In short, now we’ve shifted from a node failure being catastrophic to having a small bump in the data traffic bill at the end of the month. Thanks to its multi-master setup, RavenDB can recover even if two nodes go down at the same time, as we’ll recover from the third one. RavenDB Cloud runs the nodes in the cluster in separate availability zones specifically to handle such failure scenarios.

We have run into this scenario multiple times, both as part of our testing and as actual production events. I am happy to say that everything works as expected, the failed node comes up empty, is filled by the rest of the cluster, and then seamlessly resumes its work. The users were not even aware that something happened.

Of course, there is always the possibility that the entire region could go down, or that three separate instances in three separate availability zones would fail at the same time. What happens then? That is expected to be a rare scenario, but we are all about covering our edge cases.

In such a scenario, you would need to recover from backup. Clusters using NVMe disks are configured to run using Snapshot backups, which consume slightly more disk space than normal but can be restored more quickly.

RavenDB Cloud also blocks the user's ability to scale up or down such clusters from the portal and requires a support ticket to perform them. This is because special care is needed when performing such operations on NVMe machines. Even with those limitations, we are able to perform such actions with zero downtime for the users.

And after all this story, let’s talk numbers. Take a look at the following table illustrating the costs vs. performance on AWS (us-east-1):

Type# of coresMemoryDiskCost ($ / hour)
P40 (Premium disk)1664 GB2 TB, 10,000 IOPS, 360 MB/s8.790
PN30 (NVMe)864 GB2 TB, 110,000 IOPS, 440 MB/s6.395
PN40 (NVMe)16128 GB4 TB, 220,000 IOPS, 880 MB/s12.782

The situation is even more blatant when looking at the numbers on Azure (eastus):

Type# of coresMemoryDiskCost ($ / hour)
P40 (Premium disk)1664 GB2 TB, 7,500 IOPS, 250 MB/s7.089
PN30 (NVMe)864 GB2 TB, 400,000 IOPS, 2 GB/s6.485
PN40 (NVMe)16128 GB4 TB, 800,000 IOPS, 4 GB/s12.956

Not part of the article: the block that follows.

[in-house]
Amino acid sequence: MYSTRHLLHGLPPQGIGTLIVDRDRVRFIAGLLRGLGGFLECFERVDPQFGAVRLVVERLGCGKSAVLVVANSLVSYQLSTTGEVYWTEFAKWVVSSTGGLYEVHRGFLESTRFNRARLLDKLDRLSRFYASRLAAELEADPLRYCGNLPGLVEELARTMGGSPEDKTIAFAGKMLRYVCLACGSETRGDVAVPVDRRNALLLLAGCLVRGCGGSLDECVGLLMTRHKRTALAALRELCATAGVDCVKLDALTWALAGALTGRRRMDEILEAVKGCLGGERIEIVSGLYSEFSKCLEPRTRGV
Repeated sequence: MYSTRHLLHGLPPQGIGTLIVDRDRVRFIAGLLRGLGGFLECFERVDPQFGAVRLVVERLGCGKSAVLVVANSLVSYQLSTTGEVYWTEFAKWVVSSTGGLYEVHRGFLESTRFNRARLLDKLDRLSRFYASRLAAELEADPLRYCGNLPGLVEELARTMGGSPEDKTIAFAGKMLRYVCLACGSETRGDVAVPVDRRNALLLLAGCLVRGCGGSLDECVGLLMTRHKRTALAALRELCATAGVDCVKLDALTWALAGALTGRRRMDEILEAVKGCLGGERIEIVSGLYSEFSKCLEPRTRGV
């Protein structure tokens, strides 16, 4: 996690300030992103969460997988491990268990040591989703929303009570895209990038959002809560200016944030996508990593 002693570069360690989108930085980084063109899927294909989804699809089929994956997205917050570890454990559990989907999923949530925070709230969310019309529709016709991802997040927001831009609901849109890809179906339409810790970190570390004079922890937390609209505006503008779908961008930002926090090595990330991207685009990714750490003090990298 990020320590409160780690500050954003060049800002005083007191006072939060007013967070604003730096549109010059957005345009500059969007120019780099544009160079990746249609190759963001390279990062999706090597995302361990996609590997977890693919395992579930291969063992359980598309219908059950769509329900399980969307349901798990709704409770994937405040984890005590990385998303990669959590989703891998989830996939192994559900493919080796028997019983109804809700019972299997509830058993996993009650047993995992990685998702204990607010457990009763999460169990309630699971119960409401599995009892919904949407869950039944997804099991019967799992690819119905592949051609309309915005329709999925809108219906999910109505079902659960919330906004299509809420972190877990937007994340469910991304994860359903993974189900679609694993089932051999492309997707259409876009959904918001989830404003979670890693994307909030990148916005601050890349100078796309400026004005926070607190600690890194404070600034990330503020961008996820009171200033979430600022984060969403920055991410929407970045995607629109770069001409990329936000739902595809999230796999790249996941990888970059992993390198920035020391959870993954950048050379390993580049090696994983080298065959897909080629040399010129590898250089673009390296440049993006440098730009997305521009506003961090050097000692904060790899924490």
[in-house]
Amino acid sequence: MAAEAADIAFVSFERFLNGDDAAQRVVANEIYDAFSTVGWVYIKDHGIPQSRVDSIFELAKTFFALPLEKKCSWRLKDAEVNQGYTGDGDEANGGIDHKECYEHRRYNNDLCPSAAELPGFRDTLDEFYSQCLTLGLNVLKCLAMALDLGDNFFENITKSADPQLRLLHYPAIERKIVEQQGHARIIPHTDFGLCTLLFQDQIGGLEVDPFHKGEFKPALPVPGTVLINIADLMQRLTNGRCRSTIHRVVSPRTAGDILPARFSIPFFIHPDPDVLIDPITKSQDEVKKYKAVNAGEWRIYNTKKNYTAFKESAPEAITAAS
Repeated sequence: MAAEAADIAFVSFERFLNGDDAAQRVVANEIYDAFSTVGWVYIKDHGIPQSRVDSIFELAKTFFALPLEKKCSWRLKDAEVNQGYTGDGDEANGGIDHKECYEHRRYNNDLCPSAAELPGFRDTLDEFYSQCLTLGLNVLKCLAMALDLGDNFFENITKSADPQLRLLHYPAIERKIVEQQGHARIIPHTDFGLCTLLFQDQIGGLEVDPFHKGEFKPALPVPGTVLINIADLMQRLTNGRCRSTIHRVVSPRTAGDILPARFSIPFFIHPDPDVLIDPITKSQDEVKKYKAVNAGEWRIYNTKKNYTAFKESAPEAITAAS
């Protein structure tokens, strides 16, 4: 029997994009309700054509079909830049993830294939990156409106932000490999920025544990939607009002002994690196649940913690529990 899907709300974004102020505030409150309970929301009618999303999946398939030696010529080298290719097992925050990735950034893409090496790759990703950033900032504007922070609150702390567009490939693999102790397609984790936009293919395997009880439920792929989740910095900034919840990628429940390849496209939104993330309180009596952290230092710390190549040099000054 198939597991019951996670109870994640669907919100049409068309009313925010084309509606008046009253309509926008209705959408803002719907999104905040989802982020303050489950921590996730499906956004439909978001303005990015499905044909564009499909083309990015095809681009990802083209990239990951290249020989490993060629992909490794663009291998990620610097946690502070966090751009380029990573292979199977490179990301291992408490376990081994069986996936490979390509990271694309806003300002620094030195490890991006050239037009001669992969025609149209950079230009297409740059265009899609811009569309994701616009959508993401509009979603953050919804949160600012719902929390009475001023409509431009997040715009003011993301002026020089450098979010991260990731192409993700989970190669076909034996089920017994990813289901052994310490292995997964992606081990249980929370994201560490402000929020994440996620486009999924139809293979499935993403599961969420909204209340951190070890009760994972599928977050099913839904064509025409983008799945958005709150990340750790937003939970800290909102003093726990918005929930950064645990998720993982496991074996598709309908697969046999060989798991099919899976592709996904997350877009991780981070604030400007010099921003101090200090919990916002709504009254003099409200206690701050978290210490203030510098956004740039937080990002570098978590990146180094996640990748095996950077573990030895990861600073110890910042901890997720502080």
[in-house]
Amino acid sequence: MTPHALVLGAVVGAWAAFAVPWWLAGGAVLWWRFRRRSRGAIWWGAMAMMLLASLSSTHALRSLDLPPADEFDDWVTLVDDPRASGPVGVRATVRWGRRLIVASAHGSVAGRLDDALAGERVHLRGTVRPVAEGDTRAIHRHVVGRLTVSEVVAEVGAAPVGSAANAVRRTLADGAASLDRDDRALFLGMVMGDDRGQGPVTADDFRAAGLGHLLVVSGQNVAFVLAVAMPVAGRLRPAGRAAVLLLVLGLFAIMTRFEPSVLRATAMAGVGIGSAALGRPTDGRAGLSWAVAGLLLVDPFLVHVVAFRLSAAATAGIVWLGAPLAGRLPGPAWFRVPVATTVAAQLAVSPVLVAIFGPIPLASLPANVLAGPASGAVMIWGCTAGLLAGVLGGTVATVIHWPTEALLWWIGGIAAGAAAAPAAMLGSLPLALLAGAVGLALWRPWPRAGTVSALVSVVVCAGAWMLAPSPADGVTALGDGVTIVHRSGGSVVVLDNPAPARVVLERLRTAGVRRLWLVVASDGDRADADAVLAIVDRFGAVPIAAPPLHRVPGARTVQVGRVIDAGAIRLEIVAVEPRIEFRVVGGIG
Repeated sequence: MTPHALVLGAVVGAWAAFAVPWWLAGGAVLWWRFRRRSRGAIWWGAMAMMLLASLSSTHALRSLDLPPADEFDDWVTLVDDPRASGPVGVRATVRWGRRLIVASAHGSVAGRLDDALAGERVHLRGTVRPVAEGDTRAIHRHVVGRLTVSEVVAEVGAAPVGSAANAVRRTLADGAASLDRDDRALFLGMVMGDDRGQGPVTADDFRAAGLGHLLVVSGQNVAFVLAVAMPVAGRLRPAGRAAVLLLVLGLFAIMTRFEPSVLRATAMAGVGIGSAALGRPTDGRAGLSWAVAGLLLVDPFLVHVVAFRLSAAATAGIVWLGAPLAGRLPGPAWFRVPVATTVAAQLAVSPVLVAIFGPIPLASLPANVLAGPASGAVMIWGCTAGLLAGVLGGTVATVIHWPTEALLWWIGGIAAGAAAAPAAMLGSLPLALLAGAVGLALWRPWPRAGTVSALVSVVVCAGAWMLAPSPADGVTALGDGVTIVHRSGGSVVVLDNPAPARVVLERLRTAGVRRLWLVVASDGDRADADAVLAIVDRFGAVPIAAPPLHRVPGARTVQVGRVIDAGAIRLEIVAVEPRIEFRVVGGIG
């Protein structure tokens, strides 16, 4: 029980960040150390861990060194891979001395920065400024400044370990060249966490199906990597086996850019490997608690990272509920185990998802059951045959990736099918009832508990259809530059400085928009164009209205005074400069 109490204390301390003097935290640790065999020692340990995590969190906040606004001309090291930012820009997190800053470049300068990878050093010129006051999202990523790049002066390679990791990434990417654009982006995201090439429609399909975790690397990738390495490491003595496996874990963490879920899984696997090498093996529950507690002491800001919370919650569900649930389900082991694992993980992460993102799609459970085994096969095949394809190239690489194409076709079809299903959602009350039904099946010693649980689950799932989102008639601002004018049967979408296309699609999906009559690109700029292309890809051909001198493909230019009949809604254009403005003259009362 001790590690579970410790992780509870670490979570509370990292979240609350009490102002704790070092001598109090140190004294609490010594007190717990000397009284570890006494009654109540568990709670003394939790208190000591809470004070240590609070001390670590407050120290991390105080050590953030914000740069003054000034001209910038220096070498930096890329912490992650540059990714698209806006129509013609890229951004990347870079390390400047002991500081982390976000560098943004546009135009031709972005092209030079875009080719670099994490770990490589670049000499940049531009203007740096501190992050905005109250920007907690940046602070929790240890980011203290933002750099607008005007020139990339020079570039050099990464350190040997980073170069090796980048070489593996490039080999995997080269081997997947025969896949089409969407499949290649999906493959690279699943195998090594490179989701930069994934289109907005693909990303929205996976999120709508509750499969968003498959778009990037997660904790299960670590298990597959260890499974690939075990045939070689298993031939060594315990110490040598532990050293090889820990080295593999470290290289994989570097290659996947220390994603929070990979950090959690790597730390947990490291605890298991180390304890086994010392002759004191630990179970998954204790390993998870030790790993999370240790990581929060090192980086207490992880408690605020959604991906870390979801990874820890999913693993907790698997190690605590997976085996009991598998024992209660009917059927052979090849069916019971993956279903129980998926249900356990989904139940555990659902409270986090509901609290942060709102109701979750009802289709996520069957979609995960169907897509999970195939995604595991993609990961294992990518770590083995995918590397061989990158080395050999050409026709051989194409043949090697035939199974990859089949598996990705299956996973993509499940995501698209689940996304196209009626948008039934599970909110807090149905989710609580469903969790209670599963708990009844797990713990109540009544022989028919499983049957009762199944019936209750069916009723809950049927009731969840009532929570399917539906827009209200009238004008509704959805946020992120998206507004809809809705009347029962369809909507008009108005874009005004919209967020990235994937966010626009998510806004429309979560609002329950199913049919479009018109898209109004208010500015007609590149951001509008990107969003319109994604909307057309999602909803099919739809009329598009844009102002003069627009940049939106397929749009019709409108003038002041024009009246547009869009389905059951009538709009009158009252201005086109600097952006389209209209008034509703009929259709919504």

In other words, you can upgrade to the NVMe cluster and actually reduce the spend if you are stalled on I/O. We expect most workloads to see both higher performance and lower cost from a move from P40 with premium disk to PN30 (same amount of memory, fewer cores). For most workloads, we have found that IO rate matters even more than core count or CPU horsepower.

I’m really excited about this new feature, not only because it can give you a big performance boost but also because it leverages the same behavior that RavenDB already exhibits for handling issues in the cluster and recovering from unexpected failures.

In short, you now have some new capabilities at your fingertips, being able to use RavenDB Cloud for even more demanding workloads. Give it a try, I hear it goes vrooom 🙂.

time to read 6 min | 1025 words

When we started working on Corax (10 years ago!), we had a pretty simple mission statement for that: “Lucene, but 10 times faster for our use case”. When we actually started implementing this in code (early 2020), we had a few more rules about the direction we wanted to take.

Corax had to be faster than Lucene in all scenarios, and 10 times faster for common indexing and querying scenarios. Corax design is meant for online indexing, not batch-oriented like Lucene. We favor moving work to indexing time and ensuring that our data structures on disk can work with no additional processing time.